NEW DELHI: The Centre did not anticipate large-scale protests over the Citizenship Amendment Act (CAA) and there was lack of intelligence on these protests, sources in the Ministry of Home Affairs (MHA) and security establishment told this newspaper.
“There were security concerns in North-Eastern states regarding CAA but intelligence inputs did not give clear indications of violent protests in certain other parts of the country where violence did break out,” said a senior security officer.
Sources in the MHA too said, “Law and Order disturbance over CAA was not expected. There appears to be lack of understanding over the law.”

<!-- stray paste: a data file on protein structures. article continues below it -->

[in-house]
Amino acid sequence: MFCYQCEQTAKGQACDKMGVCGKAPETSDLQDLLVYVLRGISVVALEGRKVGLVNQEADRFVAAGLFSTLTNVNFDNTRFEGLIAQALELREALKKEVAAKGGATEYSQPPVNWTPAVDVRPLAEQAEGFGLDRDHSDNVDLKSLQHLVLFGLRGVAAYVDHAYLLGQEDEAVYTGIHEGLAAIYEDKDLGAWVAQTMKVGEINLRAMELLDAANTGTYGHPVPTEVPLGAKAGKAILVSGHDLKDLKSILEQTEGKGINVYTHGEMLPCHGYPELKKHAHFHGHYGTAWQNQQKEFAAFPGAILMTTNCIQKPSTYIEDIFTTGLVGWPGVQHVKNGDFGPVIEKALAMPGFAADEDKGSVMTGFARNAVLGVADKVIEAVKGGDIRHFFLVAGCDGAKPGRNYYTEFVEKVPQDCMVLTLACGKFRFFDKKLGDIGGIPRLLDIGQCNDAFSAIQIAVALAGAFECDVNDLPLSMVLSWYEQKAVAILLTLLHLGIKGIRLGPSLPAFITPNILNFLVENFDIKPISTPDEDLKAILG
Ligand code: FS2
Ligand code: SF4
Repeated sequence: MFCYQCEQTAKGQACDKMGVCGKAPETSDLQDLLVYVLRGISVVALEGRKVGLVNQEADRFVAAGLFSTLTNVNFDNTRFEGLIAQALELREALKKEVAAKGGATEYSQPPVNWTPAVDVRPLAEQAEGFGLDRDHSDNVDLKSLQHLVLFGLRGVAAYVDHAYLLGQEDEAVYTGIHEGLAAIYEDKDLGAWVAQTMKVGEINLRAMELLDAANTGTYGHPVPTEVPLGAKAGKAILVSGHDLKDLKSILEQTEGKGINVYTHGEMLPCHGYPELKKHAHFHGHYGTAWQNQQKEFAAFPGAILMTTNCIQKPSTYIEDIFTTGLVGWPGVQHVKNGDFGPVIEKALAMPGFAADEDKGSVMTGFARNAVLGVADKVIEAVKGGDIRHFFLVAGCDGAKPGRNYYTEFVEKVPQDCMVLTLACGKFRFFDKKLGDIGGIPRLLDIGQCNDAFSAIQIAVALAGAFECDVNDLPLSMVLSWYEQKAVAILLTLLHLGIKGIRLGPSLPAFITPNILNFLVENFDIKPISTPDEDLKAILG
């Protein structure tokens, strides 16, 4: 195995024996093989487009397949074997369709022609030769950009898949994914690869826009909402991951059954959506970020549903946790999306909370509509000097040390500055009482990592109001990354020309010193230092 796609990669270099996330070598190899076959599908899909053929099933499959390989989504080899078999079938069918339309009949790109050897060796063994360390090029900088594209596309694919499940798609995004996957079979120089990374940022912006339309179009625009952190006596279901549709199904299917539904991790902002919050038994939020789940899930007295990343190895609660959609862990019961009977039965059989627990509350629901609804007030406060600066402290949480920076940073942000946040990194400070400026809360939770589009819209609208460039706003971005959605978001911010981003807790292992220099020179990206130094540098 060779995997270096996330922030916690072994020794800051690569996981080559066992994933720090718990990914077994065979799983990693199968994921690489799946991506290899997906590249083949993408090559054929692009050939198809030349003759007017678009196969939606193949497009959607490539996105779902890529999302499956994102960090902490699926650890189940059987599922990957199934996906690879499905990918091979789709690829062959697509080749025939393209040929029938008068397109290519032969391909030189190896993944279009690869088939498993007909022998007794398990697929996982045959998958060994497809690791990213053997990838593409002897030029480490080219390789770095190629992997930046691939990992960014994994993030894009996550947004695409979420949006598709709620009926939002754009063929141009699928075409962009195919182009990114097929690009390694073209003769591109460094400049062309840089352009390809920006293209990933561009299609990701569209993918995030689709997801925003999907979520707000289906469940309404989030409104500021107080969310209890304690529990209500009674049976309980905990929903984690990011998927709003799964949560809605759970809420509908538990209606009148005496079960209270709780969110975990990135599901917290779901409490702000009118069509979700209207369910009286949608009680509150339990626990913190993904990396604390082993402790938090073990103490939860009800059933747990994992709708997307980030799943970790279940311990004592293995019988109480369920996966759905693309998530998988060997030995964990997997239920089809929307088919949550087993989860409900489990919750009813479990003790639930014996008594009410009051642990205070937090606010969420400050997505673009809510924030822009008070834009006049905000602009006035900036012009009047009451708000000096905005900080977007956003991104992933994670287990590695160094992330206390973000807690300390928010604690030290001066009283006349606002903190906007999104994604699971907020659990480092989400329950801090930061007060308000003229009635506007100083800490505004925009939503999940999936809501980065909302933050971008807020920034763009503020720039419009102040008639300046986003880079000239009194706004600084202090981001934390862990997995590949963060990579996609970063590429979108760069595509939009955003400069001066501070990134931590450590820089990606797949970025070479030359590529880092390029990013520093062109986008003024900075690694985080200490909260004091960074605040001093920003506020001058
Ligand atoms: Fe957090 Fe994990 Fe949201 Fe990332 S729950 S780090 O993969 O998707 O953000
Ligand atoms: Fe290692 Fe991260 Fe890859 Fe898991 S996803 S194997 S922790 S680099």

Speaking to this newspaper, Union Minister of State for Home Affairs G Kishan Reddy said that the government will engage with all citizens of the country to dispel doubts if any.
“The government will engage with all those who have concerns over CAA. We will ask students to discuss their concerns with us. This law will not snatch any Indian’s right and is not against any religion.”
The minister also said that political parties which were allegedly instigating violence in the national capital over the amended Citizenship Act should refrain from doing so and asked people to maintain peace.
Expressing concern over Sunday’s violence in Jamia Millia Islamia, Reddy said the damaging private and public property was totally wrong.
“We are worried about whatever has happened in Jamia Millia University. On one hand, we are celebrating the 150th year of Mahatma Gandhi and on the other hand, people are inciting violence. Damaging private and public property is totally wrong. Protests should be peaceful,” he said.
The minister pleaded ignorance about any alleged atrocities by the police against students of the university on Sunday.